Invasive Species Management Projects
The Pelican River Watershed District has been working with Dr. John Madsen and Dr. Grey Turnage from Mississippi State to monitor the effectiveness of Flowering Rush control and potential eradication with the use of carefully applied herbicides. Since the beginning of the project in 2005, large reductions in Flowing Rush beds have been observed throughout the District.
2016 Final Report
The Research Study was completed in 2017 and we are now in the adaptive management stage. District staff conducts surveys on the lakes each year to determine Flowering Rush treatment areas. Based on plant densities, some areas receive only one treatment and some require two treatments. These treatments are ideally applied in late June and late July.
Flowering Rush regression photos can be seen below.
Busker's Beach West
Historically, the PRWD obtained permits from the MN DNR each year to harvest curly-leaf pondweed to help control the population and density. No eradication techniques had been found, however, harvesting allowed for recreational activities to continue. However, in 2016, the district began chemical treatment on the most dense patches on Lakes Detroit, Curfman, Sallie and Melissa. The chemical treatment was very successful and was therefore continued in 2017.
In 2018, ice-off was later than usual and in mid-May unseasonably high temperatures were experienced. This made conducting early season CLP treatment a challenge. Fortunately, the District was able to delineate the CLP and treat before the water temperatures became too warm. Upon surveying the treatment areas in Detroit, Sallie, Melissa and Muskrat, it was found that of the 95 points surveyed, only 10 were found that had any amount of CLP growth, and these plants suffered significant damage. There is a location on the southwest side of Lake Sallie where growth was still detected. Staff will review alternative treatment options for this area for the future.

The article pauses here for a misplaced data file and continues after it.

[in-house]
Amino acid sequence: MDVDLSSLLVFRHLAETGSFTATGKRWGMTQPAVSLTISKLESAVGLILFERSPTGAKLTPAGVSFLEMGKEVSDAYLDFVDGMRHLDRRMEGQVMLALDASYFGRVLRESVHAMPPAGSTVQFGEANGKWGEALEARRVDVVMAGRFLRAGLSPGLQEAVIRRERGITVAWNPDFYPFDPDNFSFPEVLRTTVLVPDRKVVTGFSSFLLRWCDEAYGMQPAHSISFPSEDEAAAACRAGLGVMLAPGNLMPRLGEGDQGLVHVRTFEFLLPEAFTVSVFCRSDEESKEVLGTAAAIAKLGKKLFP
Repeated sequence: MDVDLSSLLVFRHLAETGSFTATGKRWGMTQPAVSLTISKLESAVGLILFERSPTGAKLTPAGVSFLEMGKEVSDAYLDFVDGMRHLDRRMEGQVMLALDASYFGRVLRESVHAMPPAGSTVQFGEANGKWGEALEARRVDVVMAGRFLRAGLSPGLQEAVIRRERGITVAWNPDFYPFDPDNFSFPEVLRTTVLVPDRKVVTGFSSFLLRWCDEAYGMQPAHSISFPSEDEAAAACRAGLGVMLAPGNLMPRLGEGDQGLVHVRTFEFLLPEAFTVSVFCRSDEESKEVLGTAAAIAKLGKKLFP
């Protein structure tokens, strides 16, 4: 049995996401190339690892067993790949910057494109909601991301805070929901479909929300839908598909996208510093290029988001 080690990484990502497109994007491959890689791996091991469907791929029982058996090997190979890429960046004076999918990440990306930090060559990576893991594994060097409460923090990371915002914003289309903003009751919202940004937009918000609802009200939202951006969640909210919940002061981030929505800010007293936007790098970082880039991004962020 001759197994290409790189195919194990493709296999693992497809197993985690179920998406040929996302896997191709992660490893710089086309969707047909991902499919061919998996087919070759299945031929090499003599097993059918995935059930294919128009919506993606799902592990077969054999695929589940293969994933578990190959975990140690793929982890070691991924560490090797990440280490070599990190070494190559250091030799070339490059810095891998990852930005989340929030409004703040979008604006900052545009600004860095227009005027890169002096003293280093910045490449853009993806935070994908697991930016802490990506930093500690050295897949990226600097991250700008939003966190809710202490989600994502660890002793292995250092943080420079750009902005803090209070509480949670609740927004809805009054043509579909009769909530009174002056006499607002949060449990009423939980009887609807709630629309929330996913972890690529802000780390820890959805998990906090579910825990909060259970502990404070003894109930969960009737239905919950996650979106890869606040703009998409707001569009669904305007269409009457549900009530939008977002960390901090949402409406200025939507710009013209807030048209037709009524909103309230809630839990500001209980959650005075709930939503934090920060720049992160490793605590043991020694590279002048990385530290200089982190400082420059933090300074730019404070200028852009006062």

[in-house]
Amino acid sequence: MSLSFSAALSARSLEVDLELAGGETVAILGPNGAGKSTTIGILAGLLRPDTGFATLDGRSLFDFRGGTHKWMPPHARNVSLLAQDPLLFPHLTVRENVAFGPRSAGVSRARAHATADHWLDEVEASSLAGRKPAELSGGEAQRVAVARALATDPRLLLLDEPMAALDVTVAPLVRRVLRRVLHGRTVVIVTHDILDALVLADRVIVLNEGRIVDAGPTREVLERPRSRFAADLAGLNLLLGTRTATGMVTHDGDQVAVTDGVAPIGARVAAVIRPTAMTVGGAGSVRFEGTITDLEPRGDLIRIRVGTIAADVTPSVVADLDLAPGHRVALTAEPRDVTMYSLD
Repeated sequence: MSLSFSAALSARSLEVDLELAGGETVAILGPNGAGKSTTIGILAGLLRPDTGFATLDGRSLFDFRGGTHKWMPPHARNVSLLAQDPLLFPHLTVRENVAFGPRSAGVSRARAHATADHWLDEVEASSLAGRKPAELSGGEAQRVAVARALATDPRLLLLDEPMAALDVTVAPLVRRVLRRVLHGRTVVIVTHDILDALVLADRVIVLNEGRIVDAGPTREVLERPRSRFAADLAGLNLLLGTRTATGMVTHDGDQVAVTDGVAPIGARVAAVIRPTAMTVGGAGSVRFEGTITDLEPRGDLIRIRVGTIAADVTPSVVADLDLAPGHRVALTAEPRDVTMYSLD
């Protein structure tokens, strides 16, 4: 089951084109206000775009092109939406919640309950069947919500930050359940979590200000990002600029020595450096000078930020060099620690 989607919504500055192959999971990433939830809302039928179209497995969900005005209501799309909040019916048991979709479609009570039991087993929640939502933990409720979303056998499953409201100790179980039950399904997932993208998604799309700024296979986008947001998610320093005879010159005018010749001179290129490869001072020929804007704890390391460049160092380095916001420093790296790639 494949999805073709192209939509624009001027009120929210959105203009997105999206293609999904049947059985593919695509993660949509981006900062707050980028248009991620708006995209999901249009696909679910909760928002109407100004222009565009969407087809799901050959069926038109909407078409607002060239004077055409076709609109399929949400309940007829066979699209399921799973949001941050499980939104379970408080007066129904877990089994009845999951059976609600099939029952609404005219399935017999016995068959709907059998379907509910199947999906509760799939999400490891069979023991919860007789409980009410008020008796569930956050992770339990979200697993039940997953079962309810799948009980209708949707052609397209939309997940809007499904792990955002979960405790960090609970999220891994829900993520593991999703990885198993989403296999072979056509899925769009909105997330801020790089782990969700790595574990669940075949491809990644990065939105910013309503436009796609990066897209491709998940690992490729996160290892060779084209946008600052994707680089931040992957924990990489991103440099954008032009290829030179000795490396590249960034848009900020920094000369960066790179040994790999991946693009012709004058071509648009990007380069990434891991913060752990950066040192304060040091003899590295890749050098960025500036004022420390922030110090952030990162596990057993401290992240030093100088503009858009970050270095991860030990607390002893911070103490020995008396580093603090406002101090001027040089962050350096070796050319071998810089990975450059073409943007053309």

Zebra mussels were first confirmed in Lake Melissa in 2014 and were found in Lake Sallie and Detroit Lake in 2016. There were no new infestations in 2017, however, Floyd Lake was designated as infested in 2018.
Early in 2018, District staff contacted the University of Minnesota AIS research staff to develop protocols to effectively monitor and observe changes in lake ecology due to zebra mussel infestations. It was determined zooplankton studies would be the best indicator for changes in algae composition and distribution shifts (nutrient levels) and food web changes which can affect fisheries. A program similar to current MN DNR monitoring studies was recommended and implemented.
At multiple locations on Sallie, Melissa and Detroit, PRWD coordinates zooplankton testing with the DNR and added phytoplnakton composition and biomass sampling, per the U of M research recommendation. PRWD ships samples to MN DNR, who performs the analysis and drafts final reports.
Decontamination of boats and equipment is critical in stopping the spread of the invasive mussels. Equipment should be left out over the winter to be sure there are no surviving mussels if you plan to sell or move equipment to a different lake.
The image below is from a District lake in 2018 and shows how zebra mussels cover branches and plants in a lake system.
MAISRC comes to Detroit Lakes
PRWD staff was instrumental in organizing a seminar held on June 8, 2018 at M State in Detroit Lakes which featured University of Minnesota AIS Research Center (MAISRC) staff. Director Nick Phelps lead off with an overview of current projects. Other researchers discussed zebra mussels, starry stonewort, the AIS Detectors and Trackers program, as well as current research on the effects of spiny water fleas and zebra mussels in Minnesota's ten largest walleye producing lakes.
The event was also sponsored by Becker County COLA, Hubbard County COLA, Ottertail AIS Task Force, as well as County AIS Coordinators from Becker and Ottertail County. Approximately 125 people were in attendance along with Senator Kent Eken and Representative Steve Green. Attendees were very appreciative that they could hear directly from researcher without having to travel to the metro area.
Above: Attendees included many area lake association members, staff from MN DNR, MPCA and local government officials.
Below: Director Nick Phelps gives insight as to how research is conducted.